The God of the Cross

Yesterday, I reflected on the forgotten insight of Luther: not his development of the theology of the cross but rather his development of the idea of the theologian of the cross.   Behind this idea, however, lies an even more profound and revolutionary idea: that of the God of the cross.

The final theological thesis of the Heidelberg Disputation is certainly the most profound and quite possibly the most beautiful statement that Luther ever penned:

The love of God does not find, but creates, that which is pleasing to it. The love of man comes into being through that which is pleasing to it.

In this statement, Luther concludes his articulation of the logic of the cross by using it to turn on its head received notions of the love of God.  The love of human beings is fundamentally reactive: the lover sees something intrinsically lovely in the beloved which draws out his love towards her; her loveliness precedes and indeed causes the love of the lover.  That is how the theologian of glory thinks of God's love: I thank you, Lord, that I am not like other men....

The God of the cross, however, is far different.  He delights in setting his love on the unlovely and thereby making them lovely.   That is the logic of 1 Corinthians 1: the church, built in the midst of a port town, undoubtedly contained a high proportion of those who would have been regarded as the scum of the earth - the poor, the weak, former prostitutes, the sexually profligate; yet God chose these, the things that are not, to shame the things that are.   The logic of the cross itself is manifested in the fact that God's love is no respecter of persons as society respects persons; God delights rather in loving those that are most despised.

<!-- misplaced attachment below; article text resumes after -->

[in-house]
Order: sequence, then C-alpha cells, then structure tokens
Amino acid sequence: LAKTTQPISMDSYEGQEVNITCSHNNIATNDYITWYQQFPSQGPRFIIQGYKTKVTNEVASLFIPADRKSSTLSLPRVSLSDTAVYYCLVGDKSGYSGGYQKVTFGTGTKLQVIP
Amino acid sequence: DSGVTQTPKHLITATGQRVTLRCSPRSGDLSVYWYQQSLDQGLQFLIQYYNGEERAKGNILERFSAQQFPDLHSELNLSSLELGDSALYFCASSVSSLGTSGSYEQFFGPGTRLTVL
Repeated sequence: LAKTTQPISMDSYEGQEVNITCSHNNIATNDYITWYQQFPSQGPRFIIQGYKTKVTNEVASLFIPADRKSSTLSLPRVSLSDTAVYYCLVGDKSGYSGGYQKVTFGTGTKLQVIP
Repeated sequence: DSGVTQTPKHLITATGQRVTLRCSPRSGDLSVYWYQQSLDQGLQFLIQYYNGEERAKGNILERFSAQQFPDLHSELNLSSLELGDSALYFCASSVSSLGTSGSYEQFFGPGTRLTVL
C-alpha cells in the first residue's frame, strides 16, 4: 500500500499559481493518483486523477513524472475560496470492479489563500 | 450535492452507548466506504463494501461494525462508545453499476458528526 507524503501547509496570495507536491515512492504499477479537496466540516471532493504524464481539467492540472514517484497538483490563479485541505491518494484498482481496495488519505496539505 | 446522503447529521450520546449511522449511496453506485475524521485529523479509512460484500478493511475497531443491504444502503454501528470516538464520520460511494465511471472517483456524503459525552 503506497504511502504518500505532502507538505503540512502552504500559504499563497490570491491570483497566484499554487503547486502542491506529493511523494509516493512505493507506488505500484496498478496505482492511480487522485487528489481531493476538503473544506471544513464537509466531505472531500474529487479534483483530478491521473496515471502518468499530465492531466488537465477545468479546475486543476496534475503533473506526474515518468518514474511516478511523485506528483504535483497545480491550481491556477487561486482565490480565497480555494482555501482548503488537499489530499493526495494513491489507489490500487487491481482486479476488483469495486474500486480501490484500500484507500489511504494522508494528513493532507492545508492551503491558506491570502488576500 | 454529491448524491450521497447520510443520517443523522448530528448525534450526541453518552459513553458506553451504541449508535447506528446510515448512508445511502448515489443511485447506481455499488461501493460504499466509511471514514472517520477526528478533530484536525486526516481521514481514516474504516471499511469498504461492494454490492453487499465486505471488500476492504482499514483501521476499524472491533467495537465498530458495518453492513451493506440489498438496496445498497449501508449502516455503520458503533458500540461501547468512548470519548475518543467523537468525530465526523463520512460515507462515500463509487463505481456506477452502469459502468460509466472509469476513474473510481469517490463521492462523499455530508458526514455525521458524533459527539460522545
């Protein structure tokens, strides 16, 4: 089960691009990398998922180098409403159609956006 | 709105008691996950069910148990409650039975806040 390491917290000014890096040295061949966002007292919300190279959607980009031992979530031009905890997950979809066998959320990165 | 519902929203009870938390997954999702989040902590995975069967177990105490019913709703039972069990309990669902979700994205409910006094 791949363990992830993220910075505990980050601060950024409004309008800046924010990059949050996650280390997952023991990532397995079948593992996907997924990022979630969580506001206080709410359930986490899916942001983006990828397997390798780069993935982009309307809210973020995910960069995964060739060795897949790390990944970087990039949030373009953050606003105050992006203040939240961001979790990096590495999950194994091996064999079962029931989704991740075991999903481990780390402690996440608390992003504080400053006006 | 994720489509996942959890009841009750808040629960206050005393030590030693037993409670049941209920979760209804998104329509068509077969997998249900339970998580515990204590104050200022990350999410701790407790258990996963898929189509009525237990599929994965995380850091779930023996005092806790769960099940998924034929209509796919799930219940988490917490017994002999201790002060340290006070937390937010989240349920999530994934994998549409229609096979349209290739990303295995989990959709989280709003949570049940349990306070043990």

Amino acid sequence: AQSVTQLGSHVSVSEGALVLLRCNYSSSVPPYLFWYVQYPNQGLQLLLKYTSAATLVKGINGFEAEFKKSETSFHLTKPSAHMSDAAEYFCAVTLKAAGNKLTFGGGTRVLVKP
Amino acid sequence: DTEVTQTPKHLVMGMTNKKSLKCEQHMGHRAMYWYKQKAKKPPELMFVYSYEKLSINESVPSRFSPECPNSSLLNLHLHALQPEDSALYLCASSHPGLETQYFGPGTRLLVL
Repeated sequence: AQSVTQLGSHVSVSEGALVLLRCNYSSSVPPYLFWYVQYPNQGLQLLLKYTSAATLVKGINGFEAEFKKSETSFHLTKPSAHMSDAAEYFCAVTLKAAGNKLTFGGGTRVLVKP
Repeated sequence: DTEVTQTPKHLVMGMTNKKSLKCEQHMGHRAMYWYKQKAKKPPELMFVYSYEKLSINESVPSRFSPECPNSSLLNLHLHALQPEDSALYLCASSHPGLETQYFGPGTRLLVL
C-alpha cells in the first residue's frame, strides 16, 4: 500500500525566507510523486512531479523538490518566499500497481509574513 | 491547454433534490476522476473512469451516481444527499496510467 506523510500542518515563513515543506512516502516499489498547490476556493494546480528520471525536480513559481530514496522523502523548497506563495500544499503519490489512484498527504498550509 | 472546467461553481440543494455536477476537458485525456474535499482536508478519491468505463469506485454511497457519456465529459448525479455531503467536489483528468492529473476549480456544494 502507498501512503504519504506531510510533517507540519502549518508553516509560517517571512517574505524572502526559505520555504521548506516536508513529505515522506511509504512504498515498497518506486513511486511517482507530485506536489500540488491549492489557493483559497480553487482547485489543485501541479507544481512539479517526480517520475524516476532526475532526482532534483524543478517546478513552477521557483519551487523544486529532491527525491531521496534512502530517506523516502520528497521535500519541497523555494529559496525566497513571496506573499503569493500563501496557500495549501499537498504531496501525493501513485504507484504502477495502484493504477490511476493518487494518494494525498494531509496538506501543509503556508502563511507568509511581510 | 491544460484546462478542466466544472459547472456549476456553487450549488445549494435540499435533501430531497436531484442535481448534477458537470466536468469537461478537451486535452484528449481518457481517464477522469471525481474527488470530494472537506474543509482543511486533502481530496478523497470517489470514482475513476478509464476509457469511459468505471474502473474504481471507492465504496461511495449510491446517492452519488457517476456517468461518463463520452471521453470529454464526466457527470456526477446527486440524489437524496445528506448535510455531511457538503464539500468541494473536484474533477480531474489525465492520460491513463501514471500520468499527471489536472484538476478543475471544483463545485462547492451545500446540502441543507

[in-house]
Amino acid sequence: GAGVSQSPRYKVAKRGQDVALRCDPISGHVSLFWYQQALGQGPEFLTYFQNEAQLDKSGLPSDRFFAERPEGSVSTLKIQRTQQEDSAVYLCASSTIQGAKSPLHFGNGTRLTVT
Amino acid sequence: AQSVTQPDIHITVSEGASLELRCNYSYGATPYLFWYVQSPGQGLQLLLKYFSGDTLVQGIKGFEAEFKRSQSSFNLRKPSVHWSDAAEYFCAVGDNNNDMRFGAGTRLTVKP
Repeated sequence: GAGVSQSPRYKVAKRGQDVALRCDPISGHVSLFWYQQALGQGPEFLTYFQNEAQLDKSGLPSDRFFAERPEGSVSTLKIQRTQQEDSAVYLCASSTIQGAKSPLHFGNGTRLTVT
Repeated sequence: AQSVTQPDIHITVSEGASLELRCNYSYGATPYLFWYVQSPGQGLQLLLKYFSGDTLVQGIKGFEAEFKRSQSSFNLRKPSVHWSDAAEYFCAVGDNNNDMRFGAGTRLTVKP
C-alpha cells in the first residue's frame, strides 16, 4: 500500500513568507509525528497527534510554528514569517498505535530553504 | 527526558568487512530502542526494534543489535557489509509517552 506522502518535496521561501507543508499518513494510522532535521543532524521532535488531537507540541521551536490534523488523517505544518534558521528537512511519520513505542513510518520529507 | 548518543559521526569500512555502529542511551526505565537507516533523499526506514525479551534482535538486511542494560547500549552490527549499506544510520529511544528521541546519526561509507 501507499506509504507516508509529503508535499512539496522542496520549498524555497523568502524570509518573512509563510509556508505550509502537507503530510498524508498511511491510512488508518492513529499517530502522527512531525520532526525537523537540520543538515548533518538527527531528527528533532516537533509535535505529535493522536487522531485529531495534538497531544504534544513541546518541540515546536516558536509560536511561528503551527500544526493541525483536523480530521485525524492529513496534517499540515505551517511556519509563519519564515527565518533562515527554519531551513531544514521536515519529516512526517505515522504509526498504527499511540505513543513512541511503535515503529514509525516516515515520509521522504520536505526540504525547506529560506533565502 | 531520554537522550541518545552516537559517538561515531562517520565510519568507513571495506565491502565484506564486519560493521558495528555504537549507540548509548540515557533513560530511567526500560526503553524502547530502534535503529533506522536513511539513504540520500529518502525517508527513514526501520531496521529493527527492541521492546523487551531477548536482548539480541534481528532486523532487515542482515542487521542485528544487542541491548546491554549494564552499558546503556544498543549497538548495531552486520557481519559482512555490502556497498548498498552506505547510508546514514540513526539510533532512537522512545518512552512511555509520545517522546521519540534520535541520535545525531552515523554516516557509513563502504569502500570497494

Again, this is a word both of grace and of judgment on the contemporary church.  Of grace, because it reminds us of God's promise that He - He and not we - will build his church and the gates of hell will not prevail against her.  Only a God of the cross and of creative love can make and keep such a promise.  Surely there is nothing greater that can give us confidence than the thought that it is ultimately God who gives the increase.

Yet it is also a word of judgment because it reminds us that our temptation to be preoccupied with those that our celebrity-aesthetic society finds lovely - the young, the artistic, the talented, the famous, the trendy, the brash, the bold, the beautiful, the cool, the self-promoting and the hip - does not reflect the priorities of the God of the cross. He is more likely to build his church with precisely those that this world considers weak and despised.   Indeed, he delights so to do; and our attitude, our self-understanding, our theology, our proclamation of who God is and how he acts, must all reflect that fact if we are to be true theologians of the cross rather than theologians of glory.

The love of God does not find but creates that which is pleasing to it.  And such were some -- no, such were all -- of us.